ID: 1249
User Update by: [EMAIL PROTECTED]
Status: Open
Bug Type: URL related
Description: url_parse() is a bit too strict

If you get URL as user input it can be bogus. parse_url could
be very useful to find if the URL is bogus and what parts
of it are bogus. Another point is, that even bogus looking
URL's could be valid (partial only). Also i believe
that parse_url('path?') wouldnt have quere set (although i
cant verify it at the moment).
And the last point is correctness. Even if it is not
significant, it would be nice if it behaved the expected way.

Previous Comments:

[2001-02-22 10:56:18] [EMAIL PROTECTED]
I, personally, don't see why it has to parse such bogus URLs
at all... Any arguments?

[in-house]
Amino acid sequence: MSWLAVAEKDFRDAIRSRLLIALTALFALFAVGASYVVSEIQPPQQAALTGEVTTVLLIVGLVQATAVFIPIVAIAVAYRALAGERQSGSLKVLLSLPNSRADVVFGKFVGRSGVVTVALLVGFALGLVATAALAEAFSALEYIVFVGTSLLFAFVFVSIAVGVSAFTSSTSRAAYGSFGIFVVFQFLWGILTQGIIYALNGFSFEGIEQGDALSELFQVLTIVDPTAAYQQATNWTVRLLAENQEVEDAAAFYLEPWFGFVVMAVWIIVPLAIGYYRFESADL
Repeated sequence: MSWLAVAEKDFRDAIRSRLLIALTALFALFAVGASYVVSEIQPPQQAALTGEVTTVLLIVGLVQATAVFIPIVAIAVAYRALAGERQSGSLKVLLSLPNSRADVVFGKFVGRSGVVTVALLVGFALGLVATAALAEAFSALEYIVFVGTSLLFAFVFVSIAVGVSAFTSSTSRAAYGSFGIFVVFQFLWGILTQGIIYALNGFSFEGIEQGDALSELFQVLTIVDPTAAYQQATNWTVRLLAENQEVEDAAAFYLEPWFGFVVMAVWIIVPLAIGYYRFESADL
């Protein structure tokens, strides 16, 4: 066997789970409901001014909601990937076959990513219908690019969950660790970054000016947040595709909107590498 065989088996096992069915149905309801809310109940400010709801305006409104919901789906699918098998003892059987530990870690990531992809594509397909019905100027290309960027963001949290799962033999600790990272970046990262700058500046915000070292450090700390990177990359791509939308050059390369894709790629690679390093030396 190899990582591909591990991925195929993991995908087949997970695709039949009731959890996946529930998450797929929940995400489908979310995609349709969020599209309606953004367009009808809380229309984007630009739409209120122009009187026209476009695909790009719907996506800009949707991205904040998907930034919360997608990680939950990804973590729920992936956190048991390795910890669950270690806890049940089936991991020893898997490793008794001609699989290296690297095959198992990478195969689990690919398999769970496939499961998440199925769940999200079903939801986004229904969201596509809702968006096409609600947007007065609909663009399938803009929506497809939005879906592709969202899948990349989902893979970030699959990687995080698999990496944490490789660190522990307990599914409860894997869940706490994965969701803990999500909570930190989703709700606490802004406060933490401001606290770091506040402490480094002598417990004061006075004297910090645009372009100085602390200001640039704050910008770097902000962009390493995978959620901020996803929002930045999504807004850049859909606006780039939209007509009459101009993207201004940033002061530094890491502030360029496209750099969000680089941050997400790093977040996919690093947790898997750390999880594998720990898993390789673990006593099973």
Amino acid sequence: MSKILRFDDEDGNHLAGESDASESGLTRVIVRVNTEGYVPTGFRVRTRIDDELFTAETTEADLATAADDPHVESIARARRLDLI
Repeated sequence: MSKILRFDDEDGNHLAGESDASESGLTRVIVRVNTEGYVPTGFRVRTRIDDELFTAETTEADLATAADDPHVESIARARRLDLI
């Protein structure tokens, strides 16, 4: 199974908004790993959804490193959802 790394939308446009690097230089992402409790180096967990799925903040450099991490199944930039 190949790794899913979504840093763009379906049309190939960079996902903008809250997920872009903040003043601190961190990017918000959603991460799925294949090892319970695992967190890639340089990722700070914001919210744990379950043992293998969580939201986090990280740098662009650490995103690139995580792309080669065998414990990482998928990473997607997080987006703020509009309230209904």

[2001-02-10 14:56:42] [EMAIL PROTECTED]
refiled against 4.0.


[2001-02-10 13:12:04] [EMAIL PROTECTED]
this is a real bug, although relatively minor.


[1999-03-20 18:26:16] [EMAIL PROTECTED]
it is a minor glitch, though parse_url('?') returns path
set, but query unset. After looking at url_parse() it seeems,
that is would be more rational to test for subs[7].rm_so <= lentgh
Equality case makes more sense for all the comparisons (maybe
except for scheme where it wouldnt matter). Result of this
would be, that any part that has its prefix present but value
absent and is at the end of string would be set (though empty)
Examples: '?' - query should be set, 'path#' fragment should
be set, 'http://' hostname should be set to empty
Another glitch is regexp for user:pass@host:port part. Now
the regexp is ^(([^@:]+)(:([^@:]+))?@)?([^:@]+)(:([^:@]+))?
while i suggest ^(([^@:]*)(:([^@:]*))?@)?([^:@]*)(:([^:@]*))?
This is also in accordance with regex for the whole url.


Full Bug description available at:

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